Making the transition from living on-campus to a nearby apartment brings many responsibilities. While it comes with more independence, it’s worth knowing if your complex is catered to students like yourself, or not. You can have friends over without worrying about dorm hours, or have the freedom to stay in your college town during the holidays or summer when the dorms are closed. However, you need to make sure you take proper responsibilities like paying your bills on time and sticking to your budget so you can enjoy your new apartment lifestyle.

Here are some tips for living in your first off campus apartment:

Have Everything in a Written Contract

When you live in your first off-campus apartment, it’ll most likely be your first opportunity to understand the importance of having everything in a written contract, and before signing it, you should read it through entirely. It also doesn’t hurt to have a parent or another adult read it through too since they most likely have more experience with renting. If you were promised something when you toured the facility or saw something in an advertisement, like a rent adjustment, you need to be certain that it is well-documented in the rent contract. And of course, don’t forget renters insurance.

Keep a Consistent Cleaning Schedule

Living in your first off-campus apartment means that you’re in charge of cleaning it. Whether you live alone or have roommates, you need to make a cleaning schedule and be consistent about making it happen. You don’t have to vacuum every day, but you should make a habit of wiping the kitchen and bathroom counters, taking out the trash, cleaning out the fridge regularly.

Pay All of Your Bills On Time

It might not seem like much, but paying your bills late will affect your credit score and result in late fees. To avoid having late bills, you can set auto-draft payments or simply write bill due dates on a calendar. If you’re collecting money from your roommates to pay the bills, you should start collecting at least a week before the money is due to make sure you have it on time.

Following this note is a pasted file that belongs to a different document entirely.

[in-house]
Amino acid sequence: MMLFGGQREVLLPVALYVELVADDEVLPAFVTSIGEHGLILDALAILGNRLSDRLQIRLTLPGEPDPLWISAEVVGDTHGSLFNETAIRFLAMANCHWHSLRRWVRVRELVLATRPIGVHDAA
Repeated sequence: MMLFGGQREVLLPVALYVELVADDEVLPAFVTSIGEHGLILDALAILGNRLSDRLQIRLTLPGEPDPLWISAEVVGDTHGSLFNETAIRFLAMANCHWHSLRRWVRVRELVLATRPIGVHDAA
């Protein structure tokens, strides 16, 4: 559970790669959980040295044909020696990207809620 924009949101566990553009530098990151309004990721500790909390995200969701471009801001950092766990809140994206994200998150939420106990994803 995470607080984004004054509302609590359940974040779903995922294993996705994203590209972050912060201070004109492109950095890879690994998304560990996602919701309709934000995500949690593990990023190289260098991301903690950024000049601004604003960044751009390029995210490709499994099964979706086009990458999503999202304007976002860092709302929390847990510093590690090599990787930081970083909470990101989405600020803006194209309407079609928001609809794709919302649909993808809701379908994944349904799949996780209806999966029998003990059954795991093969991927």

Always Lock Your Doors

It’s easy to think that nothing will ever happen especially in your college town, but you should always lock your apartment door even if you’ll just be gone a few minutes. This includes running to your car really quickly or taking out the trash. If you’re uncomfortable with someone in your apartment, such as roommates or guests, you should lock your bedroom door when you aren’t home.

Think Carefully About Your Roommates

If you have roommates, you need to think long and hard about who you choose to live with. Will they be respectful of the complex’s rules? Will they be quiet if you need to study? Will they help clean up in the kitchen? Will they pay their part on time? These are all just a few of the questions you need to think about before agreeing to be roommates with someone. Just because they’re your close friend doesn’t mean they would make an ideal roommate. If you’re going the random roommate route, make sure to vet them thoroughly. Your complex may also have a roommate matching program to find you someone with similar qualities. Make sure you and your roommates each have your own renters insurance policy.

Create a Budget

Now that you’re living off-campus, you’ll be responsible for more expenses, and they can add up quickly. On top of rent and utilities, you need to create a budget for items such as groceries, entertainment, transportation (gas, bus card, subway pass, etc.), and clothing, and stick to it! You need to budget for the entire semester so you aren’t stuck eating sandwiches for the last 3 months of the semester because you spent all of your money the first month. Look into using a budgeting app to simplify the process.

Feel Free to Decorate

The apartment won’t feel like yours without a few personal decorations. Simple decorations like a team banner, throw pillows, picture frames, or movie posters will go a long way in making the place feel like your very own. Since this is your first off-campus apartment, you probably want make sure it feels like your own place, and bringing in decor items that show your personality will help.

Living in your first off-campus apartment is an exciting time full of new adventures! But don’t let the new found freedom get in the way of staying on top of the responsibilities that come along with it. Stick to these tips and you’ll be sure to be successful.